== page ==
AI Art and “Equine Echoes”

I will admit, AI art makes me uncomfortable. I think the root of it, aside from questions of stealing from artists, is that it takes the humanity out of art, creating an aesthetic object without any real substantiality. You can control the output by entering a prompt, but there’s only so much control there. The AI will always have its own take that’s different from what you imagined.

Still, even as AI art rubs me the wrong way, I wonder how much its impact is being thrown out of proportion when it comes to the idea of replacing artists. People got upset when high quality phone cameras started making photography more accessible to people without a skillset in the field, and phone cameras do allow for more amateur works, but that doesn’t just erase the need for professional photographers altogether. Maybe there has been a decrease, but the occupation is still very much alive. The situation might not be quite the same, but while there are some areas where AI could replace real artists, there is still a need for human innovation and, if nothing else, human control in art. I would lose my mind trying to get an AI art generator to create exactly what I’m picturing in my head.

It’s not really the same thing, and I probably could’ve used an actual AI art generator for this, but in the spirit of these blog posts I asked ChatGPT to create a visual poem about a horse. Try as I might, we had very different pictures of what this might look like:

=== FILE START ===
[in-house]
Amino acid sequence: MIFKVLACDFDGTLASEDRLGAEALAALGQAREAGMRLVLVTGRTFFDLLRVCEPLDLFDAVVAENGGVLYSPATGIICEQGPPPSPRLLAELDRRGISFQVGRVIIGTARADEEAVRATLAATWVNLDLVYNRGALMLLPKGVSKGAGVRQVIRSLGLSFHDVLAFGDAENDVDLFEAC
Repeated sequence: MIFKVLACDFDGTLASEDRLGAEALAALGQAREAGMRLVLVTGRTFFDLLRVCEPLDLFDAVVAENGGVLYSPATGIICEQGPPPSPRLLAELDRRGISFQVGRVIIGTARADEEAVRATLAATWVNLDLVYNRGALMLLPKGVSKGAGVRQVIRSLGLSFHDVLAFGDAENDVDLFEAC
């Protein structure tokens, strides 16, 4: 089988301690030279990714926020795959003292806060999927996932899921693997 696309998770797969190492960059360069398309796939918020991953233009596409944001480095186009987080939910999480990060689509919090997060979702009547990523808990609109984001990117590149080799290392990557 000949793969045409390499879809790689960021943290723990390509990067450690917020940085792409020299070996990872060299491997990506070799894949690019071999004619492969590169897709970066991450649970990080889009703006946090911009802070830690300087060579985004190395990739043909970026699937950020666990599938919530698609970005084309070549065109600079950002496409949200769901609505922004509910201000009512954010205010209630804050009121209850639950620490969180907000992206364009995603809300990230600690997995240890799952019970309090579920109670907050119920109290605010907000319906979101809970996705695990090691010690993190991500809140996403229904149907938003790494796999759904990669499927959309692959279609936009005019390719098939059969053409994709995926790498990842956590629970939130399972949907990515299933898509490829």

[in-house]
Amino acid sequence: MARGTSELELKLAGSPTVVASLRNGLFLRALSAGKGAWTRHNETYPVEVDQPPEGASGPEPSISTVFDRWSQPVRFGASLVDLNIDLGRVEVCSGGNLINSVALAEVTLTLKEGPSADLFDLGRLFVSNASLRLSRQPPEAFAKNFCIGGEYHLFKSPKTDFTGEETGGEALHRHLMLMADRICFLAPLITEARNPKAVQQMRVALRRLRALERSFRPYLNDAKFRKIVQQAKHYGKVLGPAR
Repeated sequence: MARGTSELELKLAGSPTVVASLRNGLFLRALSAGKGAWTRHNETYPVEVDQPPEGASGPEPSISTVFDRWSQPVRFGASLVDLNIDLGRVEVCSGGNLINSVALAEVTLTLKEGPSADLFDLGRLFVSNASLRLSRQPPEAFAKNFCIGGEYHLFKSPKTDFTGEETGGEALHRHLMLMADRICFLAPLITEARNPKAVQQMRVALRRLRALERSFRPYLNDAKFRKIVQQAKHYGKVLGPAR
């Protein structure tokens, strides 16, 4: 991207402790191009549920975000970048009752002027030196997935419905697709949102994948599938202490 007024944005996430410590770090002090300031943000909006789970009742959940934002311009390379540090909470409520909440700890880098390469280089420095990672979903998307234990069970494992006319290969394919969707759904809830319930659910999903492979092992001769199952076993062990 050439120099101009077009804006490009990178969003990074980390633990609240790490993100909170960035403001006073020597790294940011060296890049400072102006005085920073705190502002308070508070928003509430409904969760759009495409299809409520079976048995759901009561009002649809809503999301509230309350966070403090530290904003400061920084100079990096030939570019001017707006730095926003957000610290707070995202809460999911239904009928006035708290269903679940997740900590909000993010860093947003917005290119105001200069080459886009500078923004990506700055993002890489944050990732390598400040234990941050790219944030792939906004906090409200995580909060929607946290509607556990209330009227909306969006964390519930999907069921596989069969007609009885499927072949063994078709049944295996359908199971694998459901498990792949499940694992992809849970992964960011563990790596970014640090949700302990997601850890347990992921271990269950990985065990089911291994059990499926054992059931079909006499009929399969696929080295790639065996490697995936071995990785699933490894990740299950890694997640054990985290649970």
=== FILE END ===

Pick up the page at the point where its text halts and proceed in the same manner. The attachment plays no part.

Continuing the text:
I asked ChatGPT to title its collection of works, and it handed me “Equine Echoes”, which I find fitting for the ‘essence of horse’ poems it gave me.

3 thoughts on “AI Art and “Equine Echoes”

  1. Catherine, that is such an interesting way to prompt ChatGPT for this assignment. I like it, but it does seem to be only “essence of horse.” Your comment about phone cameras and photography becoming more accessible to amateurs made me think of Lessig’s article about Sousa and copyright law, but I don’t think Sousa would approve here of AI-generated art.

  2. The comparison you make between AI art and photography is really interesting, and I can see AI art potentially following a similar trend. I doubt AI art would ever be able to fully replace human art for reasons similar to why people still rely on professional photographers when they want quality work, whether for a wedding, graduation, or family pictures. I also love the ChatGPT “horses” and thought that was a really fun way to use Chat GPT.

  3. I also love the idea of having ChatGPT create visual/concrete poems. That’s not something that I’ve seen tried before and it points to some more limitations of the model.

    The question of how you can get an AI art generator to create something that matches what you had in your head is interesting, but I also suspect it’s pretty similar to what you might experience if you were commissioning an artist to, say, make you a piece for your living room. You might discuss what you want in more or less detail, but it probably won’t turn out to match what you had thought because 1) there’s another intelligence involved and 2) language is always imprecise.

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